Chronicling the Beirut #YouStink protests can at times yield tragically comic results. Comic because of the absurdity of the situation, tragic because in Lebanon it is the innocent people who always end up with the bad end of the stick.
On Monday August 24th 2015, right after the weekend the Internal Security Forces (ISF) and Lebanese Armed Forces (LAF) fired high pressure water canons, tear gas grenades, and rubber coated bullets at the #YouStink protesters, the authorities saw fit to erect a wall to protect the Sarail (house of the government), and the parliament. Resourceful and creative as they are, the protesters graffitied the walls in an act of resilient defiance.
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The Berlin Wall was erected in one day. It took 28 years for the berlin wall to fall in 1989. The Beirut Wall, similarly to the Berlin Wall, was erected in one day. Unlike the Berlin Wall which divided the German people from each other, the Beirut Wall was meant to keep the political elite and the members of parliament, who supposedly represent the people, safe and secure from the angry protesters, thus dividing the government from the people. However, that division is merely symbolic as the government barely functions and the parliament is usually empty as MPs don’t even bother to attend.
Unlike the Berlin Wall, the Beirut Wall was dismantled the next day on the order of prime minister Tammam Salam, whom the protesters are demanding to resign, along with the rest of the government and members of parliament.
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The Garbage Piles On
Meanwhile the garbage keeps piling up in the streets of Beirut since the powers that be can’t agree what to do with it, or rather can’t agree on how to divide the profits from this $1 billion undertaking. The garbage industry is divided between three factions and a company belonging to one of the factions; Nabih Berri (speaker of parliament for the last 23 consecutive years, head of the Amal movement militia/political party and a warlord of the “civil” war), Walid Jumblatt, (Chairman of the Progressive Socialist militia/Party, ex-minister and a warlord of the “civil” war), and Saad Hariri (founder of the Future Movement political party, ex-prime minister, prominent Saudi/Lebanese business man, and son of Rafic Hariri – the assassinated ex-prime minister) and the Hariri owned garbage company Sukleen. The waste disposal budget is divided among these four entities. And as they sit in the comfort of their ivory towers the garbage keeps piling up.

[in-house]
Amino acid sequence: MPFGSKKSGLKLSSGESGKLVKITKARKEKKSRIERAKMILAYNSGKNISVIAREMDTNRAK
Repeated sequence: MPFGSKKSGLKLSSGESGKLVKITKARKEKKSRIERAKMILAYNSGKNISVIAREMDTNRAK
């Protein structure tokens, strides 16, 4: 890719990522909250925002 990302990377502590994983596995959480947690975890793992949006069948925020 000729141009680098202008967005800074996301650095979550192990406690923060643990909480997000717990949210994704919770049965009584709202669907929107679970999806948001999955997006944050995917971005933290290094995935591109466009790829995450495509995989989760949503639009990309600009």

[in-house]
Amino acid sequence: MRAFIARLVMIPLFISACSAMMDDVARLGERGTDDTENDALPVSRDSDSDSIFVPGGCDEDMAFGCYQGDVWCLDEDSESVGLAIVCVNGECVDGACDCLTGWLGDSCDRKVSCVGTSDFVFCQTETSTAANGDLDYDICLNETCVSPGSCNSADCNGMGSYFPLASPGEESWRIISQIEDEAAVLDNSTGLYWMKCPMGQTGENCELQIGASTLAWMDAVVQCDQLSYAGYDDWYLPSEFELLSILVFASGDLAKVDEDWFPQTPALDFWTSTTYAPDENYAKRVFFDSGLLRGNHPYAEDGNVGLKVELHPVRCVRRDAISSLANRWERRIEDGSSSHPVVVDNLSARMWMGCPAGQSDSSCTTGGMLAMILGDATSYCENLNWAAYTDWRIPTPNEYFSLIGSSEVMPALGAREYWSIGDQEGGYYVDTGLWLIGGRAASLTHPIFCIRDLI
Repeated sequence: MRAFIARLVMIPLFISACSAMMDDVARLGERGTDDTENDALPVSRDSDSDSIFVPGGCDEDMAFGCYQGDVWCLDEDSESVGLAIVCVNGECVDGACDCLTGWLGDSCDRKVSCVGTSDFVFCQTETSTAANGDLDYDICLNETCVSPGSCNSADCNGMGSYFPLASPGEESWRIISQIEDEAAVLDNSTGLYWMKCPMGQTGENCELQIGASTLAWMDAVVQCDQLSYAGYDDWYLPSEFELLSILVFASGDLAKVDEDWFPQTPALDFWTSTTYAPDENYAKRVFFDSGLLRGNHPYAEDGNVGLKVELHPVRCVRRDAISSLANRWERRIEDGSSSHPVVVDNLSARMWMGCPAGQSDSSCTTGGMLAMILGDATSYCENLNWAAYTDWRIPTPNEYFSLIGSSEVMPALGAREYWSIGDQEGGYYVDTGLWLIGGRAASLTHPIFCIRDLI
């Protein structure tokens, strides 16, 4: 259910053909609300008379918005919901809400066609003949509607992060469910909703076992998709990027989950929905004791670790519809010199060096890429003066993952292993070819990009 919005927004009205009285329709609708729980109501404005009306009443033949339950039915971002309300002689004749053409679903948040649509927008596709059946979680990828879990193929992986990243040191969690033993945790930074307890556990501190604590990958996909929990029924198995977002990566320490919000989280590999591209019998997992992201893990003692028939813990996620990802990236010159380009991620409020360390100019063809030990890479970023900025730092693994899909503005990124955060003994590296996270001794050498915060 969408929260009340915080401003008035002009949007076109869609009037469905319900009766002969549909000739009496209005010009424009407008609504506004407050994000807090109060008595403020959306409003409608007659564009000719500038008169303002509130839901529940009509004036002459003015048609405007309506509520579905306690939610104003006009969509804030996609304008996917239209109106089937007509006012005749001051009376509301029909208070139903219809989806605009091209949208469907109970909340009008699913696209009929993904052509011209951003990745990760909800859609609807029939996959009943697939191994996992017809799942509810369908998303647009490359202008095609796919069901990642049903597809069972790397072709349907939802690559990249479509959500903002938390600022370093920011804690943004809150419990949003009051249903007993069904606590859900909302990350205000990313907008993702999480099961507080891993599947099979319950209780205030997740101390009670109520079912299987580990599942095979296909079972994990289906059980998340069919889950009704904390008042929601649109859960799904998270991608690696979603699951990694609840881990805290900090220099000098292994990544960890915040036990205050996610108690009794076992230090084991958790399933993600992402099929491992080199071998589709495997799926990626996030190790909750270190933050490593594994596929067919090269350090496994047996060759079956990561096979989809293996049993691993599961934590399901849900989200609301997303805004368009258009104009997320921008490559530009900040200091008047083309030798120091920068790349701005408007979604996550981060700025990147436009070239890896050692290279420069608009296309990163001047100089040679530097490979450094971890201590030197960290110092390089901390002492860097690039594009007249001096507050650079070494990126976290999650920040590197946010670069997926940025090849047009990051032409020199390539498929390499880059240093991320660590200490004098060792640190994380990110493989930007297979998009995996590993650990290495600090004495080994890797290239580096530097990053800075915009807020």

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Nightly Acts of Violence
The #YouStink protesters are continuing with their campaign and are planning a massive protest next saturday. However, many people have become weary due to the presence of thugs planted amidst the protesters to discredit them. The speaker of parliament Nabih Berri has been accused by the protesters of sending his thugs to cause havoc, an accusation mr. Berri denies but henchmen are known for their dirty tactics. Others suspect that the provocateurs are being sent by Lebanon’s Secret Intelligence. Having casually met many “intelligence” officials during my life in Lebanon leads me to not dismiss this argument as I can stand witness to the ruthless stupidity of said “intelligence” officers. Not all of the protesters resorting to violence are provocateurs however, some of them are extremely angry citizens who just can’t take it anymore. These are people who live in the suburbs and underprivileged areas of beirut, who have gone for days, maybe weeks, with minimal electricity, water shortage, and a lack of economic prospects in addition to the garbage crisis. These are people have lost hope and just vent their frustration any way they can, they have nothing left to lose. Thus between the provocateurs and the legitimately angry segment of the protesters and the over zealous armed security forces the protests become violent when the sun sets on Beirut.
Many of the peaceful protesters have taken this to heart and have attempted to stop the the violence by creating a human shield between the angry protesters and the same security officers that assaulted them only a few days ago.
Where do we go from here?
Ultimately, the protesters try their best to dissuade other protesters from committing violent acts because this will adversely affect their cause, and in country like Lebanon situations can escalate very quickly into extreme violence… depending on the mood of the ruling elite.
Inevitably, the ruling elite have lost legitimacy in the eyes of the people. The people of Lebanon are known for their joie de vivre and, under normal circumstances, tend to be ambivalent to the political maneuverings of the ruling elite. However, this ambivalence is not to be mistaken for absolute apathy. Deep down inside the Lebanese have been harbouring many a grievance against the socio-political situation in Lebanon. The Lebanese are also very intelligent and, although they usually let the lies slide, they have come to a point where they are calling out the liars for what they are and refusing to accept the usual political hubris. Whether this citizen movement will continue or will falter is yet to be seen. The trend in Lebanon is that eventually grassroot movements become politicised and eventually the feeling of hopelessness settles in as the people realize that yet again nothing will change. Will this time be any different? Only time will tell. For the moment, the hopes and aspirations of the people of Lebanon are soaring high.